Lubrication of synthetic fibers with surfactants — a complex surface-chemical process at the phase boundary solid/liquid
The lubrication of fibers by surfactants is a surface-chemical process including several simultaneous events like wetting, spreading, and adsorption, which have to take place within the very short time of a few milliseconds.
Some theoretical aspects are given and the difficulties of their transfer to the real system of polymeric fibers with their bent, irregular, and inhomogeneous surfaces are discussed. Results are given for the adsorption of ionic surfactants: In solutions containing more than 1·10−3 mol/l of surfactant, multilayers are created on the surface. Presence of nonionics increases the adsorption of cationic surfactants.
The investigation of wetting speed furnished only small differences at the same molar concentration of different surfactants. Wetting speed increases significantly with increasing concentration. It does not depend on surface tension of the solution.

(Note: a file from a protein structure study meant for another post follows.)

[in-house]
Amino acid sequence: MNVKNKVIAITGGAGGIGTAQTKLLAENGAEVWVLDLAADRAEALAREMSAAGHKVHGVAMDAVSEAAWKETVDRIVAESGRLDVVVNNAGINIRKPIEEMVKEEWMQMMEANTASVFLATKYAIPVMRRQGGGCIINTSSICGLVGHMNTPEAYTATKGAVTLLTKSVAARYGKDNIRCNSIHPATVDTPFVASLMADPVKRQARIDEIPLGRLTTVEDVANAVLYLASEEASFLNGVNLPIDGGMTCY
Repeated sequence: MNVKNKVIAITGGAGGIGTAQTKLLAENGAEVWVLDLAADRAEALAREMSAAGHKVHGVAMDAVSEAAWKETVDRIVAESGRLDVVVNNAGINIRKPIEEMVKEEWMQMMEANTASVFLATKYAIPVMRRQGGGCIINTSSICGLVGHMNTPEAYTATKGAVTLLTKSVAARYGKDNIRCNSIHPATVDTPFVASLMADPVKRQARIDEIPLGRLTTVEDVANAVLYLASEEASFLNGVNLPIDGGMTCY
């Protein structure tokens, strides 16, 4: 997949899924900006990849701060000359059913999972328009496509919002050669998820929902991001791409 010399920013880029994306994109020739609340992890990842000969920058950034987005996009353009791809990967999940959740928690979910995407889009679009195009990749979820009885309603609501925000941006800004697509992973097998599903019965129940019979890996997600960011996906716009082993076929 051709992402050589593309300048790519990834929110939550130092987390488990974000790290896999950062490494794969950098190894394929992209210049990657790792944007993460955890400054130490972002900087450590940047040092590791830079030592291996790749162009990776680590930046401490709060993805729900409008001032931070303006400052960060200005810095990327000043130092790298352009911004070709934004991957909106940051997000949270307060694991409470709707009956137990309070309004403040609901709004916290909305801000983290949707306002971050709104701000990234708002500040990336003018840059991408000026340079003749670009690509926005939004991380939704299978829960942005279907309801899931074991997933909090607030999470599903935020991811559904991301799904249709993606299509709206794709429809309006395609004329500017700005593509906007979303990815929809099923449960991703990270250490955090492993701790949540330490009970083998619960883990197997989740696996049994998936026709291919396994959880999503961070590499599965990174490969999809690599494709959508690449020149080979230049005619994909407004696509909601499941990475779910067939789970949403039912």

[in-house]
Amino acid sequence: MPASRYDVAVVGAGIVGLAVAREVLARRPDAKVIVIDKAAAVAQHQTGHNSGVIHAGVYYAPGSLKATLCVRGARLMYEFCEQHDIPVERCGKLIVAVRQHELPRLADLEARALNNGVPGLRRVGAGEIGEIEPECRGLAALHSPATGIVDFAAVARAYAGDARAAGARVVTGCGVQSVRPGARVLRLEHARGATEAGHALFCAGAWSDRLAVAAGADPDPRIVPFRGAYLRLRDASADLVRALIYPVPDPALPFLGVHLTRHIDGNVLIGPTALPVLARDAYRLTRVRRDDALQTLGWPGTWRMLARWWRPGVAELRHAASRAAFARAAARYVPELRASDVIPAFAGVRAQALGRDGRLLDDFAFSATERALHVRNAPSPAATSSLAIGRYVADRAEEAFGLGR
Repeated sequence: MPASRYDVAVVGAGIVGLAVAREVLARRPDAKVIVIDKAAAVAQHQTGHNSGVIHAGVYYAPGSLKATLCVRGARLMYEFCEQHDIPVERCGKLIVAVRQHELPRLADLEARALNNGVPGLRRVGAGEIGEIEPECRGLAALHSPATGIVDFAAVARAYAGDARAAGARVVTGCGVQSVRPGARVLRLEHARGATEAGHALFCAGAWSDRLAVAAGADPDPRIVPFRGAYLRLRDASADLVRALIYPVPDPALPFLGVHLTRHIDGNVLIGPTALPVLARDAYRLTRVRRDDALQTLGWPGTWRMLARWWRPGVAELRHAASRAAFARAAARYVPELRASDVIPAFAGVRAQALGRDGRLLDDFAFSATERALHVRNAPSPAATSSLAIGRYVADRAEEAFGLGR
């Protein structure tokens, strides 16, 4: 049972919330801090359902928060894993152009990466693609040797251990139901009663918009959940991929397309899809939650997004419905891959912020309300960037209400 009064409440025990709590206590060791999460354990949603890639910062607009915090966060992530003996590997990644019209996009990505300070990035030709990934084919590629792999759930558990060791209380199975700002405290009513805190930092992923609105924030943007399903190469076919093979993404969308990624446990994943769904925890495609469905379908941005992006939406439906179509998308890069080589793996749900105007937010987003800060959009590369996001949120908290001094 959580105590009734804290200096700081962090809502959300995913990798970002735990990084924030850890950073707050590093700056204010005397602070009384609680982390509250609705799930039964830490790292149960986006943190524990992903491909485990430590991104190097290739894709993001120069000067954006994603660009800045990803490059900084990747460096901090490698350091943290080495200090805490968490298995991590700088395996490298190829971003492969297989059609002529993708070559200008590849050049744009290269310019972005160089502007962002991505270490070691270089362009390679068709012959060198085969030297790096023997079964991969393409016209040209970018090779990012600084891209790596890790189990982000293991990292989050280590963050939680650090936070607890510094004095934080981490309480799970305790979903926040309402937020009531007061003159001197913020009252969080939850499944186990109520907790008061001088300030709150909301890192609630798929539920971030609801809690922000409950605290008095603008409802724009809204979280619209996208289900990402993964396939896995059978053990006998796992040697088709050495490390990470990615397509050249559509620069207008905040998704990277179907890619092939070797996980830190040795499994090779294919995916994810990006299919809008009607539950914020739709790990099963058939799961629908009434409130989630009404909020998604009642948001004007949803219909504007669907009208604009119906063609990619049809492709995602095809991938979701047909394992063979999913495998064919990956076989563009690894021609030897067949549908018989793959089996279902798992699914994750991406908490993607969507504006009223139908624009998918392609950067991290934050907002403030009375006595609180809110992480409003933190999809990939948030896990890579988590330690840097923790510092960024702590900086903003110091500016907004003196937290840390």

As a special case of wetting, we considered heterocoalecence: spreading of oil droplets in surfactant solutions on solid surfaces as a model for lubrication by oil-in-water emulsions. A transition concentration C T of surfactant has been proved depending on the nature of surfactant and the solid. This concentration is the limit between spreading and nospreading of the oil droplets indicating the suitability as detergent or as a part of lubricating oil-in-water emulsion.
Key wordsPolymer surface fiber surfactant lubrication wetting adsorption
List of Abbreviations
Sodium dodecyl sulphate
- HDPCL, CPCl
Hexadecyl (Cetyl) pyridiniumchloride
Dodecyl benzyldimethyl ammoniumbromide
Hexadecyl benzyldimethyl ammoniumbromide
Fatty alcohol ethoxylate
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